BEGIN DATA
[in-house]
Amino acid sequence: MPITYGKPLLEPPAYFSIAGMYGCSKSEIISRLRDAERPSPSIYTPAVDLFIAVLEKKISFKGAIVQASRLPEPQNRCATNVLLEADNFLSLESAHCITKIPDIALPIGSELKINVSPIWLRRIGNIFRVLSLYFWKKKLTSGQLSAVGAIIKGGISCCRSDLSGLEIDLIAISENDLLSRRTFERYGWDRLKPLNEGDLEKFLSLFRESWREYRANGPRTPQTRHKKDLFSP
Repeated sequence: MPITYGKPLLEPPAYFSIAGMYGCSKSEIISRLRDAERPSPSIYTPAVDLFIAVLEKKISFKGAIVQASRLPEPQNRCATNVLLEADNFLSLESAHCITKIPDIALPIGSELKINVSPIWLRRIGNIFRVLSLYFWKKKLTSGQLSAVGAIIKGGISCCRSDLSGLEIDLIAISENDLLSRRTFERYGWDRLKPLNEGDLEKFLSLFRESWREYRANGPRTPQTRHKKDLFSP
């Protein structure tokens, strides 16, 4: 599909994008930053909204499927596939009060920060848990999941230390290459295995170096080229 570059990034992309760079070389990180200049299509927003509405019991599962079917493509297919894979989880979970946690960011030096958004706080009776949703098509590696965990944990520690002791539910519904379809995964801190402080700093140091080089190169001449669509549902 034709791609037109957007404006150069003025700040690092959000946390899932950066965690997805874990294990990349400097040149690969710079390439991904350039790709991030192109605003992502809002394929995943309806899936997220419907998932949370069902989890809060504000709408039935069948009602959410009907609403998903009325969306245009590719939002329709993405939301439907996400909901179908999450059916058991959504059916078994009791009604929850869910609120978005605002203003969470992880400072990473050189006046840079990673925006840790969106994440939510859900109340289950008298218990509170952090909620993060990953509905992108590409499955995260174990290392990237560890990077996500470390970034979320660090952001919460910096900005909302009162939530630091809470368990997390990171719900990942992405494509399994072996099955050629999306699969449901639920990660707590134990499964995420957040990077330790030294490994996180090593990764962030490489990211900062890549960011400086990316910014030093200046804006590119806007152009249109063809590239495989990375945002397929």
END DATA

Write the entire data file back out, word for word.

[in-house]
Amino acid sequence: MPITYGKPLLEPPAYFSIAGMYGCSKSEIISRLRDAERPSPSIYTPAVDLFIAVLEKKISFKGAIVQASRLPEPQNRCATNVLLEADNFLSLESAHCITKIPDIALPIGSELKINVSPIWLRRIGNIFRVLSLYFWKKKLTSGQLSAVGAIIKGGISCCRSDLSGLEIDLIAISENDLLSRRTFERYGWDRLKPLNEGDLEKFLSLFRESWREYRANGPRTPQTRHKKDLFSP
Repeated sequence: MPITYGKPLLEPPAYFSIAGMYGCSKSEIISRLRDAERPSPSIYTPAVDLFIAVLEKKISFKGAIVQASRLPEPQNRCATNVLLEADNFLSLESAHCITKIPDIALPIGSELKINVSPIWLRRIGNIFRVLSLYFWKKKLTSGQLSAVGAIIKGGISCCRSDLSGLEIDLIAISENDLLSRRTFERYGWDRLKPLNEGDLEKFLSLFRESWREYRANGPRTPQTRHKKDLFSP
């Protein structure tokens, strides 16, 4: 599909994008930053909204499927596939009060920060848990999941230390290459295995170096080229 570059990034992309760079070389990180200049299509927003509405019991599962079917493509297919894979989880979970946690960011030096958004706080009776949703098509590696965990944990520690002791539910519904379809995964801190402080700093140091080089190169001449669509549902 034709791609037109957007404006150069003025700040690092959000946390899932950066965690997805874990294990990349400097040149690969710079390439991904350039790709991030192109605003992502809002394929995943309806899936997220419907998932949370069902989890809060504000709408039935069948009602959410009907609403998903009325969306245009590719939002329709993405939301439907996400909901179908999450059916058991959504059916078994009791009604929850869910609120978005605002203003969470992880400072990473050189006046840079990673925006840790969106994440939510859900109340289950008298218990509170952090909620993060990953509905992108590409499955995260174990290392990237560890990077996500470390970034979320660090952001919460910096900005909302009162939530630091809470368990997390990171719900990942992405494509399994072996099955050629999306699969449901639920990660707590134990499964995420957040990077330790030294490994996180090593990764962030490489990211900062890549960011400086990316910014030093200046804006590119806007152009249109063809590239495989990375945002397929």